CHICAGO – It takes Juan Pierre but a split second to analyze his season and sigh.
He has a .270 batting average, a team-leading 172 hits and the most stolen bases in baseball with 63. He is trying to become the first White Sox player to lead the league in steals since Luis Aparicio in 1961.
“Stolen-base wise, I did decent, but offensively, I haven’t had the season I wanted to, with the consistency,” Pierre said. “I haven’t done it consistently. I’m going to fight to the end and try to finish strong and take it into my work in the offseason.”
It takes manager Ozzie Guillen but a split second to analyze Pierre’s season and the first word out of his mouth is, “Awesome.”
Why such differing opinions?
For Pierre it’s all about the black and white of production. He might not know exactly that he had a .193 batting average in April, but he knows it wasn’t good. He knows he was part of a big group of underachieving White Sox players that doomed the club with a slow start.
For Guillen, it isn’t as simple. Sure there were the early struggles and then success like Pierre’s .286 batting average in May, his .300 mark in July and his .354 run in August. And there was also the solid defense in left field, despite a below-average throwing arm. Then there are the intangibles.
“He’s showing a lot of people how to play the game,” Guillen said. “I don’t see him hitting a ground ball and walking to first base or dogging it halfway through it. He plays the game right. Maybe because he didn’t have that much talent when he grew up and [this is] the way he learned how to play.”
Guillen said that if just 40 percent of the players in baseball played the way Pierre did, the game would be better for it.
“I wish this kid [Jared Mitchell] wouldn’t have gotten hurt in spring training,” Guillen said. “He would be here with us right now, just to see [Pierre]. I told them to send Juan Pierre tapes to this kid.”
Pierre is under contract for one more season and then perhaps Mitchell or somebody else will take over at the top of the order. But as far as Guillen is concerned, Pierre has handled the spot just as he had hoped.
“He never gives up at-bats, he always shows up to play, he’s always positive,” Guillen said. “It’s a shame we [don’t] have more players like him, not just White Sox, but baseball period like Juan Pierre.”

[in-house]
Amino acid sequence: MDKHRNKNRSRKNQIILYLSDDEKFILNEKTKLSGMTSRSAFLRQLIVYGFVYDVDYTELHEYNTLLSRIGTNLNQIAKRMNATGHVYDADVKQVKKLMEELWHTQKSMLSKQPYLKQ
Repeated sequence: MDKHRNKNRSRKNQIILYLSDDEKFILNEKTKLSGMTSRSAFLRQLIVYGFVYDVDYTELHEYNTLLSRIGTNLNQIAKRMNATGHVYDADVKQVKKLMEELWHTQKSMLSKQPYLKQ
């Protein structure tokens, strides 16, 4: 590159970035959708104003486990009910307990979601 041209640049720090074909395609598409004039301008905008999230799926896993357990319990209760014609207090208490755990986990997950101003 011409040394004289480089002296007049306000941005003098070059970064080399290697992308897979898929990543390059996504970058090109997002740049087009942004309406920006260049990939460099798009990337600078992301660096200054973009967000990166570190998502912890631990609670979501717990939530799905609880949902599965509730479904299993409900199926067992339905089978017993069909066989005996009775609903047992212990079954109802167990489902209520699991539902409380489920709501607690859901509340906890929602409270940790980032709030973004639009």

So what if that lead-by-example style won’t exactly translate into being a manager one day.
“He’d never be a manager; he never likes to talk,” Guillen said. “To be a leader, you have to talk. You see a lot of crazy leaders, all kind of leaders out there. A leader has to talk. If he can’t talk, he can’t be a leader. That’s why I’m a leader.”
So what can Pierre be when his playing days are done?
“I wish he’d be a coach,” Guillen said. “He’s a very smart man. … He plays the game right. He criticizes his teammates the right way.”
Guillen knows, though, that it doesn’t seem likely that he will have Pierre on his staff one day.
“He’s got like $100 million in the bank,” Guillen said. “Why you want to coach? Stay home, relax and spend your money somewhere. Don’t put yourself in that position.”
Maybe the game ends up having too much of a handle on Pierre for him to just walk away, although it’s probably not a decision he will have to make anytime soon. At 33 and in his 11th major-league season, Pierre isn’t a young man anymore. But he continues to run hard this late in the season even though the White Sox aren’t in contention.
It goes back to what Guillen talked about of Pierre being a guy that is always prepared and always works hard. It’s the only way Pierre knows.
“You never want to go into the offseason with too much of a sour taste,” Pierre said. “It’s going to be sour because we are going to be watching others in October. We can end on a good note and carry it over to spring training and get ready for next year.”
By the numbers
8: Years since Freddy Garcia last lost to the Red Sox. After defeating Boston on Wednesday during his last start of the season, Garcia is now 8-2 with a 4.40 ERA lifetime against the Red Sox and 2-0 with a 4.68 ERA in four career starts at U.S. Cellular Field. Garcia’s last loss to Boston was May 19, 2002, when he gave up three earned runs in eight innings at Fenway Park.
“I’m really happy with the way I pitched tonight. We got second place, at least. I finished strong and I showed them and everybody else I can still pitch. I missed two starts but I battled. I’ve always been that way. I do my job.” – Garcia, who finished the season 12-6 with a 4.64 ERA and helped the White Sox clinch second place in the AL Central.
White Sox left-hander John Danks (14-11, 3.74) will make his final start of the season Thursday, looking for his first career victory over the Red Sox at U.S. Cellular Field. Danks will be opposed by Red Sox left-hander Jon Lester (19-8, 2.96), who is trying to become Boston’s first 20-game winner since Josh Beckett(20-7) in 2007.